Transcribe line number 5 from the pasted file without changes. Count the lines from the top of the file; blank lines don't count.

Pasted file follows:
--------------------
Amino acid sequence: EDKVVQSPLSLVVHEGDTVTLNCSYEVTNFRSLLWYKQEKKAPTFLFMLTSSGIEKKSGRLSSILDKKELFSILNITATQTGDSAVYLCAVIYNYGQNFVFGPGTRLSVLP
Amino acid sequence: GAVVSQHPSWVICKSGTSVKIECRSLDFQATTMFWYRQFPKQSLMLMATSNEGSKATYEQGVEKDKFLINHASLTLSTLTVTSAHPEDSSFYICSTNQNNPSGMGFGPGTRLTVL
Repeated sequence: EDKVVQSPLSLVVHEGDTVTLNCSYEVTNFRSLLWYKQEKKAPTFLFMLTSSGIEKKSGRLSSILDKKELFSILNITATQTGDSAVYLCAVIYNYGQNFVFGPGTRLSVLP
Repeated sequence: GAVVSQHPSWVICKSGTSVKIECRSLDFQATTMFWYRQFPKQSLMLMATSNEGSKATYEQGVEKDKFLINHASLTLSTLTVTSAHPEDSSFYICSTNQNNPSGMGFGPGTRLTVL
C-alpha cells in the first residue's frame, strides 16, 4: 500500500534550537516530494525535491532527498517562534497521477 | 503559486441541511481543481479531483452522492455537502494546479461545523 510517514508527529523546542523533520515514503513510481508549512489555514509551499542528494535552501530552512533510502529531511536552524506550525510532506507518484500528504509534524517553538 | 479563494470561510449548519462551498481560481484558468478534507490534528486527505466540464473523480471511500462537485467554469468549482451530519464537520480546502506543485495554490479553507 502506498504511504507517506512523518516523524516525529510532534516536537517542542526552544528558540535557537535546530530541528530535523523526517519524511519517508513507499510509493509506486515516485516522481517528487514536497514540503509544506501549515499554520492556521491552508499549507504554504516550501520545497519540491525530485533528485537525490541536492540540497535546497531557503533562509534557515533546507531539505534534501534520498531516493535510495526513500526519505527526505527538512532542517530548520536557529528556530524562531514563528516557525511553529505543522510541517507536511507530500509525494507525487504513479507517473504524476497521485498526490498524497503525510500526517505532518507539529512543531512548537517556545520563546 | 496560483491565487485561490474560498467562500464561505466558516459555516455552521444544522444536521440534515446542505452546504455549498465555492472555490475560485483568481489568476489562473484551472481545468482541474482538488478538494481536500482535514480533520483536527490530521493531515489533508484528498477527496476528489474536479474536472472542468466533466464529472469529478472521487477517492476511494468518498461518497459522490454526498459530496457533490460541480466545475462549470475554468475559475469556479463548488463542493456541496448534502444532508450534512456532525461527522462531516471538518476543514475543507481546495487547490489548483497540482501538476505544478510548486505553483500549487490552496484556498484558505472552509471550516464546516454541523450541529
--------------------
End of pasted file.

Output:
C-alpha cells in the first residue's frame, strides 16, 4: 500500500534550537516530494525535491532527498517562534497521477 | 503559486441541511481543481479531483452522492455537502494546479461545523 510517514508527529523546542523533520515514503513510481508549512489555514509551499542528494535552501530552512533510502529531511536552524506550525510532506507518484500528504509534524517553538 | 479563494470561510449548519462551498481560481484558468478534507490534528486527505466540464473523480471511500462537485467554469468549482451530519464537520480546502506543485495554490479553507 502506498504511504507517506512523518516523524516525529510532534516536537517542542526552544528558540535557537535546530530541528530535523523526517519524511519517508513507499510509493509506486515516485516522481517528487514536497514540503509544506501549515499554520492556521491552508499549507504554504516550501520545497519540491525530485533528485537525490541536492540540497535546497531557503533562509534557515533546507531539505534534501534520498531516493535510495526513500526519505527526505527538512532542517530548520536557529528556530524562531514563528516557525511553529505543522510541517507536511507530500509525494507525487504513479507517473504524476497521485498526490498524497503525510500526517505532518507539529512543531512548537517556545520563546 | 496560483491565487485561490474560498467562500464561505466558516459555516455552521444544522444536521440534515446542505452546504455549498465555492472555490475560485483568481489568476489562473484551472481545468482541474482538488478538494481536500482535514480533520483536527490530521493531515489533508484528498477527496476528489474536479474536472472542468466533466464529472469529478472521487477517492476511494468518498461518497459522490454526498459530496457533490460541480466545475462549470475554468475559475469556479463548488463542493456541496448534502444532508450534512456532525461527522462531516471538518476543514475543507481546495487547490489548483497540482501538476505544478510548486505553483500549487490552496484556498484558505472552509471550516464546516454541523450541529